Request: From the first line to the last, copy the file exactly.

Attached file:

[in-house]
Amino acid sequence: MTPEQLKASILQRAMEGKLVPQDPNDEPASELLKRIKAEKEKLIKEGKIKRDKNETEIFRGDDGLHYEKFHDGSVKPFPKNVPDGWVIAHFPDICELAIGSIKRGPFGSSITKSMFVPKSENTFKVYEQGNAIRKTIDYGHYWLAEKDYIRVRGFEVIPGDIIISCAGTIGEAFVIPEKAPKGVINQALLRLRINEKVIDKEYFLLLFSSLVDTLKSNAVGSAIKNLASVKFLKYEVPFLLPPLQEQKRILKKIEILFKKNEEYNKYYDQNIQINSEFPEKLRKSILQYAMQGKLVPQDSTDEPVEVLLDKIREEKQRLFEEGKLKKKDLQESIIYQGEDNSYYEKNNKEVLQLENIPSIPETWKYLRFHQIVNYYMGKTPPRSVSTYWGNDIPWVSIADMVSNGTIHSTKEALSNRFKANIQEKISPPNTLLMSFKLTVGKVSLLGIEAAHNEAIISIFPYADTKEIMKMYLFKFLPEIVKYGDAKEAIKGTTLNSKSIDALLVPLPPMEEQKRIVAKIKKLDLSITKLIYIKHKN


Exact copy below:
[in-house]
Amino acid sequence: MTPEQLKASILQRAMEGKLVPQDPNDEPASELLKRIKAEKEKLIKEGKIKRDKNETEIFRGDDGLHYEKFHDGSVKPFPKNVPDGWVIAHFPDICELAIGSIKRGPFGSSITKSMFVPKSENTFKVYEQGNAIRKTIDYGHYWLAEKDYIRVRGFEVIPGDIIISCAGTIGEAFVIPEKAPKGVINQALLRLRINEKVIDKEYFLLLFSSLVDTLKSNAVGSAIKNLASVKFLKYEVPFLLPPLQEQKRILKKIEILFKKNEEYNKYYDQNIQINSEFPEKLRKSILQYAMQGKLVPQDSTDEPVEVLLDKIREEKQRLFEEGKLKKKDLQESIIYQGEDNSYYEKNNKEVLQLENIPSIPETWKYLRFHQIVNYYMGKTPPRSVSTYWGNDIPWVSIADMVSNGTIHSTKEALSNRFKANIQEKISPPNTLLMSFKLTVGKVSLLGIEAAHNEAIISIFPYADTKEIMKMYLFKFLPEIVKYGDAKEAIKGTTLNSKSIDALLVPLPPMEEQKRIVAKIKKLDLSITKLIYIKHKN